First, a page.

Thursday, August 15, 2013

Como Park Bluebird Trail Update: August 14, 2013

Post contributed by Sharon, volunteer Bluebird Trail monitor, 

Only two boxes are in use this week.  Wrens were peeping loudly in their box, and three almost two-week-old bluebirds rested in theirs.

Four bluebirds fledged last week, bringing totals for the trail so far this year to 26 bluebirds, 12 chickadees, and 7 tree swallows.  An unknown number of wrens fledged from the first brood—on average wrens lay 6-8 eggs per brood.
Last three chicks ready to fledge

Tuesday, August 13, 2013

The mysteries of Highwood Nature Preserve

Post contributed by Tyler Polster, Saint Paul's Seasonal Natural Resource Technician:
Highwood Nature Preserve

While you are walking through a park, do you ever wonder what might be sharing the trail with you? Or what kind of secrets are happening that you can't even see? Recently, with the assistance and guidance of Carmen Martin from the Bell Museum, we completed a small mammal survey at Highwood Nature Preserve to help us understand the biodiversity of one of our more scenic parks.
Northern Short-tailed Shrew
        Highwood Nature Preserve is approximately 13 acres. It overlooks Pigs Eye Lake, and on a good winter day with no leaves on the trees, you can see the skylines of both Minneapolis and Saint Paul in the distance. Portions of the park are currently being restored to a native prairie, which it once was. Prairies historically are very diverse habitats that can host a wide range of creatures and our goal was to find out what lives here!
        To conduct our survey we used humane live traps baited with oatmeal and peanut butter. The smellier the bait is, the better! After four nights of trapping, our results didn't disappoint! We captured four species of mice, including a Meadow Jumping Mouse, which is not commonly caught in the area! Other species that we trapped include voles, moles, shrews, raccoons and gray squirrels. You can learn more about Minnesota's small rodents from the Department of Natural Resources. In addition to trapping, we observed a number of additional species. This list includes deer, three species of bats, signs of fox, and red squirrels. These results were amazing! It tells us that this particular area is home to a complex food chain which in turn lets us know that this is good habitat. The newly restored prairie flowers attract bugs which help pollinate and make more flowers, the new flowers and plants make more seeds and micro habitats for bugs, the mice, voles and squirrels eat the seeds, and the bats and shrews eat the bugs. All of these smaller animals allow the foxes, coyotes, and predatory birds to thrive.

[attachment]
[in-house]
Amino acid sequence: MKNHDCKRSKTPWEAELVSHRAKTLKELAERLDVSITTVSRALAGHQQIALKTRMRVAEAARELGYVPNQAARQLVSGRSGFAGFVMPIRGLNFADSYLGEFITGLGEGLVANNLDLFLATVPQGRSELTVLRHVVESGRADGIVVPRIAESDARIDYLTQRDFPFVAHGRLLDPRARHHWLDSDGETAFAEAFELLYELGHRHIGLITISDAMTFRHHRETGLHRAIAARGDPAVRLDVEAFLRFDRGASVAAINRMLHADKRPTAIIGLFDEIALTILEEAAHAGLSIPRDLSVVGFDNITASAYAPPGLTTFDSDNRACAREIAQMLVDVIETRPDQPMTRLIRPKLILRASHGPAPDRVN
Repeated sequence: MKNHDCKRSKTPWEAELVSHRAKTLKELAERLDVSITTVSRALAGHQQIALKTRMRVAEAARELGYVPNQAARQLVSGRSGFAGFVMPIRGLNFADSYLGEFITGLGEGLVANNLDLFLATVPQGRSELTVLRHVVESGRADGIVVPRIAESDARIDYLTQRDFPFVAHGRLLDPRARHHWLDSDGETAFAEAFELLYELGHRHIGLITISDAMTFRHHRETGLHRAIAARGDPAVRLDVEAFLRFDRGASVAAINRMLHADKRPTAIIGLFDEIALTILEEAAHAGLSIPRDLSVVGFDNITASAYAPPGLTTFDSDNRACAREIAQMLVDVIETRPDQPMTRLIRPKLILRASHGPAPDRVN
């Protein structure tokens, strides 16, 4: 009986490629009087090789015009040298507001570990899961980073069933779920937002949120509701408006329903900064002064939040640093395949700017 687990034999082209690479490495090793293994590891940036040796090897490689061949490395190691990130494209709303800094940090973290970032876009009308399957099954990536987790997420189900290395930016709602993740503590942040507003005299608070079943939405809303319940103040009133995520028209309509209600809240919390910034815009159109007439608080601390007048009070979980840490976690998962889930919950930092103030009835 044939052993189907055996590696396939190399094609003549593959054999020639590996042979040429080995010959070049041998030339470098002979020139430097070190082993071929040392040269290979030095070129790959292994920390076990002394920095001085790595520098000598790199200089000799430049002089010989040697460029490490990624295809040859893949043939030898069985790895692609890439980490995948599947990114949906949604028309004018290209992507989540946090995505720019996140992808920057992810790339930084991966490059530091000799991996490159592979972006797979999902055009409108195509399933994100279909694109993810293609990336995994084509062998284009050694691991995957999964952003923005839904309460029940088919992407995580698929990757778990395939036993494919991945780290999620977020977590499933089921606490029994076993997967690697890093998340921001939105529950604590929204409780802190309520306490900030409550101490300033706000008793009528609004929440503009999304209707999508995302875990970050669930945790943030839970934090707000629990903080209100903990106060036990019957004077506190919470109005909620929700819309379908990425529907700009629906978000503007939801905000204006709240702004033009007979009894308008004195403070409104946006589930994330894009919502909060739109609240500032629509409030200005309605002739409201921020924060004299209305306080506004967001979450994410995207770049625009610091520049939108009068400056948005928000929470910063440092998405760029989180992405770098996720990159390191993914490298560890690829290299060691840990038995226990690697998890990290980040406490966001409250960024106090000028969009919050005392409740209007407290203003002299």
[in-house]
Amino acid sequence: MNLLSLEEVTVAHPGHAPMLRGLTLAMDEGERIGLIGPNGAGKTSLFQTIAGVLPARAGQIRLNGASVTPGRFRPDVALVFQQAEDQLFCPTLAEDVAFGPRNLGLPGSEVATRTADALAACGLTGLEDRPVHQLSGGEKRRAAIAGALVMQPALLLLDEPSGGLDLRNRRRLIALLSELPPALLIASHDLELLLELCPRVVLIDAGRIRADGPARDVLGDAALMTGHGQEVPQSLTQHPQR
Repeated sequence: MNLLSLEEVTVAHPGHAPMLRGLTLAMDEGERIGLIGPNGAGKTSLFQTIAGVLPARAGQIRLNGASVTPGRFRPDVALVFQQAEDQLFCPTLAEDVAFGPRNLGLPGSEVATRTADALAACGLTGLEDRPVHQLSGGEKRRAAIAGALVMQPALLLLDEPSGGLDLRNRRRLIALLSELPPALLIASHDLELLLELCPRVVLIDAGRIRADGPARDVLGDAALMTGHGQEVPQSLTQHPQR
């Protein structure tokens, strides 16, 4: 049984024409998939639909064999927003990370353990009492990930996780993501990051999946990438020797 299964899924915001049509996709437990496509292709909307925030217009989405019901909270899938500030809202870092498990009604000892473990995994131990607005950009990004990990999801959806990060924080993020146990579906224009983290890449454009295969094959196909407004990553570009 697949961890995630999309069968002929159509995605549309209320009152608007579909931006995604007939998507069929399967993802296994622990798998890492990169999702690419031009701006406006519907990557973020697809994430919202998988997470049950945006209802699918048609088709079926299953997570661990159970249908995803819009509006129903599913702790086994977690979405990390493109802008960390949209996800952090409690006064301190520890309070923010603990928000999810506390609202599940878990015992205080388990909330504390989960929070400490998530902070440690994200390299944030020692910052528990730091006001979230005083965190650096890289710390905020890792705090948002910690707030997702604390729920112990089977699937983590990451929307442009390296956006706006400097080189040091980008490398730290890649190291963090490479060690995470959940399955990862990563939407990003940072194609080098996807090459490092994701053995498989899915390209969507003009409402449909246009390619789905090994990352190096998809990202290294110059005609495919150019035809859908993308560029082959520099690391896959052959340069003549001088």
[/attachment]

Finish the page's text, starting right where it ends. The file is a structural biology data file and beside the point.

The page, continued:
Next time you are in any park, take a couple minutes and look around and see what secrets you can uncover!

Como Park Bluebird Trail Update: August 8th, 2013

Post contributed by Sharon, volunteer Bluebird Trail monitor

Three boxes are still in use this week.  Wrens occupy one.  I could hear them peeping inside.  Four or five bluebirds near to fledging occupy another, and three recently hatched bluebirds occupy the last.

I took down three empty hanging nest boxes and will clean and store them for next year, and will remove the rest after the last birds have fledged.
The last Bluebird hatchlings of the season

Thursday, August 1, 2013

Como Park Bluebird Trail Update: July 31st

Post contributed by Sharon, volunteer Bluebird Trail monitor:

Things are definitely winding down on the bluebird trail.  Seven nest boxes are now empty.
Wren pokes it head out to check its surroundings
      One box still has an empty new bluebird nest in it—as I approached a wren poked its head out of the entrance hole and flew away.  A second box has four bluebird eggs inside, and a third is occupied by at least four and possibly five week-old bluebirds.

      The wren is still using the box by the picnic grounds!
The seasons' last bluebird eggs